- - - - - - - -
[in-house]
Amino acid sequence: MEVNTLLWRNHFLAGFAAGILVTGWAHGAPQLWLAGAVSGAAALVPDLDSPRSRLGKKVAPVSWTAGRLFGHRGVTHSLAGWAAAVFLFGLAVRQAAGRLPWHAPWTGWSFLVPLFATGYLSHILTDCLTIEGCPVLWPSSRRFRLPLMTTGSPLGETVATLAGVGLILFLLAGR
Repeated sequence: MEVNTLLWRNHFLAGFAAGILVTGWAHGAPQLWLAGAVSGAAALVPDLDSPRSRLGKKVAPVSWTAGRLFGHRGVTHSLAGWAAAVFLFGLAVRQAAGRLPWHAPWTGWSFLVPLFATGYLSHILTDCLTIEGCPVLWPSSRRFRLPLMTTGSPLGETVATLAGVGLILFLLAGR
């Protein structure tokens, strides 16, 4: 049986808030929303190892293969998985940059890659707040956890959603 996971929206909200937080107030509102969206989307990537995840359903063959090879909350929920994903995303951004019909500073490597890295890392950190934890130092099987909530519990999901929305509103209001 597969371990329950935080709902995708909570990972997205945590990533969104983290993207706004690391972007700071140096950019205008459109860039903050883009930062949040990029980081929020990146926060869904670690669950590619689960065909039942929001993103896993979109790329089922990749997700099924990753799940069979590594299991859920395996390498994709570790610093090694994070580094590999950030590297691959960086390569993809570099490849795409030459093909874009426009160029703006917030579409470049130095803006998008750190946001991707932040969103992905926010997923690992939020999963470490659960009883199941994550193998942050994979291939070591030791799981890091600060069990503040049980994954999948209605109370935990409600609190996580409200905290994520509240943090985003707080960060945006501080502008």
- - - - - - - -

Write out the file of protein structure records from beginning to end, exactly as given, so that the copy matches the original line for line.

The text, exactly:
[in-house]
Amino acid sequence: MEVNTLLWRNHFLAGFAAGILVTGWAHGAPQLWLAGAVSGAAALVPDLDSPRSRLGKKVAPVSWTAGRLFGHRGVTHSLAGWAAAVFLFGLAVRQAAGRLPWHAPWTGWSFLVPLFATGYLSHILTDCLTIEGCPVLWPSSRRFRLPLMTTGSPLGETVATLAGVGLILFLLAGR
Repeated sequence: MEVNTLLWRNHFLAGFAAGILVTGWAHGAPQLWLAGAVSGAAALVPDLDSPRSRLGKKVAPVSWTAGRLFGHRGVTHSLAGWAAAVFLFGLAVRQAAGRLPWHAPWTGWSFLVPLFATGYLSHILTDCLTIEGCPVLWPSSRRFRLPLMTTGSPLGETVATLAGVGLILFLLAGR
């Protein structure tokens, strides 16, 4: 049986808030929303190892293969998985940059890659707040956890959603 996971929206909200937080107030509102969206989307990537995840359903063959090879909350929920994903995303951004019909500073490597890295890392950190934890130092099987909530519990999901929305509103209001 597969371990329950935080709902995708909570990972997205945590990533969104983290993207706004690391972007700071140096950019205008459109860039903050883009930062949040990029980081929020990146926060869904670690669950590619689960065909039942929001993103896993979109790329089922990749997700099924990753799940069979590594299991859920395996390498994709570790610093090694994070580094590999950030590297691959960086390569993809570099490849795409030459093909874009426009160029703006917030579409470049130095803006998008750190946001991707932040969103992905926010997923690992939020999963470490659960009883199941994550193998942050994979291939070591030791799981890091600060069990503040049980994954999948209605109370935990409600609190996580409200905290994520509240943090985003707080960060945006501080502008």